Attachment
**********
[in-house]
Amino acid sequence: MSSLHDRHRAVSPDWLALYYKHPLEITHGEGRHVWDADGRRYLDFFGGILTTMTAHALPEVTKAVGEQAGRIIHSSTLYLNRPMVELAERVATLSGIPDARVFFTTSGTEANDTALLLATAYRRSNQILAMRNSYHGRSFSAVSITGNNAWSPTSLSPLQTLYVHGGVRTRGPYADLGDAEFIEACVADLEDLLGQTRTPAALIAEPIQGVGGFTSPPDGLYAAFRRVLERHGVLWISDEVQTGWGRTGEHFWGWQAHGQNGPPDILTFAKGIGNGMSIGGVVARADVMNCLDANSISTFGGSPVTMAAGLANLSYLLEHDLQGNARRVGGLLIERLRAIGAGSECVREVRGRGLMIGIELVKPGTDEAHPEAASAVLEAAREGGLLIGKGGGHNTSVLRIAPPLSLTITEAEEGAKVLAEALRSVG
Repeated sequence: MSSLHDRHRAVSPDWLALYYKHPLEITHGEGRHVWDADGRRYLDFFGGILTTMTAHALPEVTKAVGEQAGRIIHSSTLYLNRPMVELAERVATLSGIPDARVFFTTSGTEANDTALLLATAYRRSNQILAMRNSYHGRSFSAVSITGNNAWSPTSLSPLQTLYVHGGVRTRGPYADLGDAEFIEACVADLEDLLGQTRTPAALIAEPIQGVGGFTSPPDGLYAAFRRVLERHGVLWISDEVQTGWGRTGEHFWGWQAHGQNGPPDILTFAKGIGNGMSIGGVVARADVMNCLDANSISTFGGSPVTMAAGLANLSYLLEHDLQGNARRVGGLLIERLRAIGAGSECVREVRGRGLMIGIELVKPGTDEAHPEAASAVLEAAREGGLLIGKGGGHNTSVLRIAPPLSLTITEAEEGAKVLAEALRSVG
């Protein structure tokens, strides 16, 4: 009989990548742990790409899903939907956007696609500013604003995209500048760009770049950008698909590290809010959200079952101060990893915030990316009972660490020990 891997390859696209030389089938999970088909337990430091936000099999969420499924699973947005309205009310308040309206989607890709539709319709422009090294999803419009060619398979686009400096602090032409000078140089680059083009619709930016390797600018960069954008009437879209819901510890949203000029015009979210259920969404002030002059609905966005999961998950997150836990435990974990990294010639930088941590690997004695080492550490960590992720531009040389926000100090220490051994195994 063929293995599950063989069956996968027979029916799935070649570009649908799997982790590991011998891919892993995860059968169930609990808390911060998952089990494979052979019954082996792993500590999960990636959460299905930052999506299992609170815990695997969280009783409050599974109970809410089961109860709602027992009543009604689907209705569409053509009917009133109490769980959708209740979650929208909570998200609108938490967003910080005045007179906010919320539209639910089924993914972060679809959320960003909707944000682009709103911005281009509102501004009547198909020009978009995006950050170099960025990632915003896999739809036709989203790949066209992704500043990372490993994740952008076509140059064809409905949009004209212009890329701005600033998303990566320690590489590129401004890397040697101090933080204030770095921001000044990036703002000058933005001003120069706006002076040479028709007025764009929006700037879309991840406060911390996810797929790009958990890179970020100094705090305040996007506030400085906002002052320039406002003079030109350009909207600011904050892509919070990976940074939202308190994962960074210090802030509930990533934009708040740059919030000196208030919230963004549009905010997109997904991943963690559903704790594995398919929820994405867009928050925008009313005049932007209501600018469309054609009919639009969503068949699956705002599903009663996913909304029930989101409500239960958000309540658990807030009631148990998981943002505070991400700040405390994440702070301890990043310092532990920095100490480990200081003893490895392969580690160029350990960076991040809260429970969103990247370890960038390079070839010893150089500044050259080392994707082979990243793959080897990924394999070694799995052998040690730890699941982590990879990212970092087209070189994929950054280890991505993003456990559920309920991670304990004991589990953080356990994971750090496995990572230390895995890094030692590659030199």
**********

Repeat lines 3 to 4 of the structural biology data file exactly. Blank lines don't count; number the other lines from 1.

Repeated sequence: MSSLHDRHRAVSPDWLALYYKHPLEITHGEGRHVWDADGRRYLDFFGGILTTMTAHALPEVTKAVGEQAGRIIHSSTLYLNRPMVELAERVATLSGIPDARVFFTTSGTEANDTALLLATAYRRSNQILAMRNSYHGRSFSAVSITGNNAWSPTSLSPLQTLYVHGGVRTRGPYADLGDAEFIEACVADLEDLLGQTRTPAALIAEPIQGVGGFTSPPDGLYAAFRRVLERHGVLWISDEVQTGWGRTGEHFWGWQAHGQNGPPDILTFAKGIGNGMSIGGVVARADVMNCLDANSISTFGGSPVTMAAGLANLSYLLEHDLQGNARRVGGLLIERLRAIGAGSECVREVRGRGLMIGIELVKPGTDEAHPEAASAVLEAAREGGLLIGKGGGHNTSVLRIAPPLSLTITEAEEGAKVLAEALRSVG
């Protein structure tokens, strides 16, 4: 009989990548742990790409899903939907956007696609500013604003995209500048760009770049950008698909590290809010959200079952101060990893915030990316009972660490020990 891997390859696209030389089938999970088909337990430091936000099999969420499924699973947005309205009310308040309206989607890709539709319709422009090294999803419009060619398979686009400096602090032409000078140089680059083009619709930016390797600018960069954008009437879209819901510890949203000029015009979210259920969404002030002059609905966005999961998950997150836990435990974990990294010639930088941590690997004695080492550490960590992720531009040389926000100090220490051994195994 063929293995599950063989069956996968027979029916799935070649570009649908799997982790590991011998891919892993995860059968169930609990808390911060998952089990494979052979019954082996792993500590999960990636959460299905930052999506299992609170815990695997969280009783409050599974109970809410089961109860709602027992009543009604689907209705569409053509009917009133109490769980959708209740979650929208909570998200609108938490967003910080005045007179906010919320539209639910089924993914972060679809959320960003909707944000682009709103911005281009509102501004009547198909020009978009995006950050170099960025990632915003896999739809036709989203790949066209992704500043990372490993994740952008076509140059064809409905949009004209212009890329701005600033998303990566320690590489590129401004890397040697101090933080204030770095921001000044990036703002000058933005001003120069706006002076040479028709007025764009929006700037879309991840406060911390996810797929790009958990890179970020100094705090305040996007506030400085906002002052320039406002003079030109350009909207600011904050892509919070990976940074939202308190994962960074210090802030509930990533934009708040740059919030000196208030919230963004549009905010997109997904991943963690559903704790594995398919929820994405867009928050925008009313005049932007209501600018469309054609009919639009969503068949699956705002599903009663996913909304029930989101409500239960958000309540658990807030009631148990998981943002505070991400700040405390994440702070301890990043310092532990920095100490480990200081003893490895392969580690160029350990960076991040809260429970969103990247370890960038390079070839010893150089500044050259080392994707082979990243793959080897990924394999070694799995052998040690730890699941982590990879990212970092087209070189994929950054280890991505993003456990559920309920991670304990004991589990953080356990994971750090496995990572230390895995890094030692590659030199």